Comtesse Greffulhe, the queen of Parisian aristocratic society for half a century, lived through the end of the Second Empire, two republics, two world wars, the Belle Epoque and the Roaring Twenties.

A trophy wife, married at 18 to the very rich and apparently quite nasty Viscount Henry Greffulhe, she was a celebrity mover and shaker of her times, supporting music, dance, science and Captain Dreyfus. But it was her legendary beauty and elegance that inspired Proust and the greatest couturiers of her time.

In the exhibitions, dresses designed by Charles Frederick Worth, Mariano Fortuny, Vitaldi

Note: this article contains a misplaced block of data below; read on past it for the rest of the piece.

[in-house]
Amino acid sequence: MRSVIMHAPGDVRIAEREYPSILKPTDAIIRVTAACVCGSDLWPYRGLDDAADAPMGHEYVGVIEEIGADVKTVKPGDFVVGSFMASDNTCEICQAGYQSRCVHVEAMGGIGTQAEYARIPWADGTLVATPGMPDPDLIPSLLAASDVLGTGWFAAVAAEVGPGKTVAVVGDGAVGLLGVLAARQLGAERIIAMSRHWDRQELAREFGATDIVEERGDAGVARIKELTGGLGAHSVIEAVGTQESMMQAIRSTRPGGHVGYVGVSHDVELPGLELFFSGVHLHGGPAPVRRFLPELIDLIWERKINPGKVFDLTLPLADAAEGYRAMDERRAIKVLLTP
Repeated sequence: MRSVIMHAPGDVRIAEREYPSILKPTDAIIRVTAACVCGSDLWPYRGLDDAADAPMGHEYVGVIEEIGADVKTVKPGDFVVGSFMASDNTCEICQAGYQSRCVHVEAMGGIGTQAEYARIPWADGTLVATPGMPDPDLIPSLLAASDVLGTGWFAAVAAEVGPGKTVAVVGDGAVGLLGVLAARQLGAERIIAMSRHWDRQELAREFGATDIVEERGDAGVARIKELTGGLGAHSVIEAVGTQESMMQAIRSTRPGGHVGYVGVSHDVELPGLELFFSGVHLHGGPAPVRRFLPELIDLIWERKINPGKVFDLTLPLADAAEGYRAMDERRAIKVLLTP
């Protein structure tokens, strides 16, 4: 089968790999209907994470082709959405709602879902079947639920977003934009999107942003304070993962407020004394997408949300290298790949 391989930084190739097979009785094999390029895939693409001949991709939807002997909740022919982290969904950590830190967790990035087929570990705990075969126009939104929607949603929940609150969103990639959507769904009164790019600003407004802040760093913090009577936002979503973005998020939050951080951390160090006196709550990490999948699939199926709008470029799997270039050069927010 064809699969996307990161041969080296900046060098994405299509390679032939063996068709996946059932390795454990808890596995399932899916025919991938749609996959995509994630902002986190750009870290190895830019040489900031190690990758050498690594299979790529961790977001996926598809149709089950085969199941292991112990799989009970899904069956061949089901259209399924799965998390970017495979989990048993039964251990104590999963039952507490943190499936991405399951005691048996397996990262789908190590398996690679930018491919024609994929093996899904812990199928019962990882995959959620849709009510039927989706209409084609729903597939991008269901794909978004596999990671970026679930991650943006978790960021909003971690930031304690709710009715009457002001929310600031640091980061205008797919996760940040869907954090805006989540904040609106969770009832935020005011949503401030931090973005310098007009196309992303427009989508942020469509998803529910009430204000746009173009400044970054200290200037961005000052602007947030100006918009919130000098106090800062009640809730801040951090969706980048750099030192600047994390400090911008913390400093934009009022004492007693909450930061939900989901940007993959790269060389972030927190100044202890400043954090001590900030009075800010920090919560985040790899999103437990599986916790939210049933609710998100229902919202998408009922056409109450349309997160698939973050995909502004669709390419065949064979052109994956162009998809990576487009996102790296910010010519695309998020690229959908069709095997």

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Babani, Jeanne Lanvin and others are simply displayed on stands, leaving you wondering at the slenderness of the countess’s waist and marvelling at the workmanship and design.

Her taste was sure, and her elegance traversed changing fashions. Exceptional items are well displayed and explained, among them the “Russian Cape,” a traditional garment from Uzbekistan, a gift of Czar Nicolas the Second that was transformed by Worth into a

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On the left, the “Russian Cape,” reworked by Worth.

magnificent evening cloak, and the bejewelled and befurred “Byzantine Dress,” in which she surely stole much of the glory at her daughter’s wedding.